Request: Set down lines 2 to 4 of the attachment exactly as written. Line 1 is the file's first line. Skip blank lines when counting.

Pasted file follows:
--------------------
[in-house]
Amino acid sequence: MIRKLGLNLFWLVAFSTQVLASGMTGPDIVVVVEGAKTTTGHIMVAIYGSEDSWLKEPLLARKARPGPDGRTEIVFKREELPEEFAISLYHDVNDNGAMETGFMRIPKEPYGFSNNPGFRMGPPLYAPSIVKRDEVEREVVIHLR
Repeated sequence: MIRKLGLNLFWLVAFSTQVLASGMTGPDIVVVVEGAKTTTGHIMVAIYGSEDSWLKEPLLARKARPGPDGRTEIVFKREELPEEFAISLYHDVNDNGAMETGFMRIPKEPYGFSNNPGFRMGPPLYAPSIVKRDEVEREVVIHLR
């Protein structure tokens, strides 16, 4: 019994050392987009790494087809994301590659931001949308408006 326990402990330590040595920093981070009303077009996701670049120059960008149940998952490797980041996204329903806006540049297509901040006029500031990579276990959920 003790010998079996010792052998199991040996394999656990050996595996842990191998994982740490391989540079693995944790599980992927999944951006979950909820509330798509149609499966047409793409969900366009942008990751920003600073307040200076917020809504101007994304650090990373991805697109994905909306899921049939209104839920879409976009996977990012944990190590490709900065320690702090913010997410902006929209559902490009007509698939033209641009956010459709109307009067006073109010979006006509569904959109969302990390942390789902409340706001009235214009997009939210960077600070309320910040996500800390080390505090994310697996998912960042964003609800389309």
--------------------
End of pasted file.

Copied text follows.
Amino acid sequence: MIRKLGLNLFWLVAFSTQVLASGMTGPDIVVVVEGAKTTTGHIMVAIYGSEDSWLKEPLLARKARPGPDGRTEIVFKREELPEEFAISLYHDVNDNGAMETGFMRIPKEPYGFSNNPGFRMGPPLYAPSIVKRDEVEREVVIHLR
Repeated sequence: MIRKLGLNLFWLVAFSTQVLASGMTGPDIVVVVEGAKTTTGHIMVAIYGSEDSWLKEPLLARKARPGPDGRTEIVFKREELPEEFAISLYHDVNDNGAMETGFMRIPKEPYGFSNNPGFRMGPPLYAPSIVKRDEVEREVVIHLR
């Protein structure tokens, strides 16, 4: 019994050392987009790494087809994301590659931001949308408006 326990402990330590040595920093981070009303077009996701670049120059960008149940998952490797980041996204329903806006540049297509901040006029500031990579276990959920 003790010998079996010792052998199991040996394999656990050996595996842990191998994982740490391989540079693995944790599980992927999944951006979950909820509330798509149609499966047409793409969900366009942008990751920003600073307040200076917020809504101007994304650090990373991805697109994905909306899921049939209104839920879409976009996977990012944990190590490709900065320690702090913010997410902006929209559902490009007509698939033209641009956010459709109307009067006073109010979006006509569904959109969302990390942390789902409340706001009235214009997009939210960077600070309320910040996500800390080390505090994310697996998912960042964003609800389309």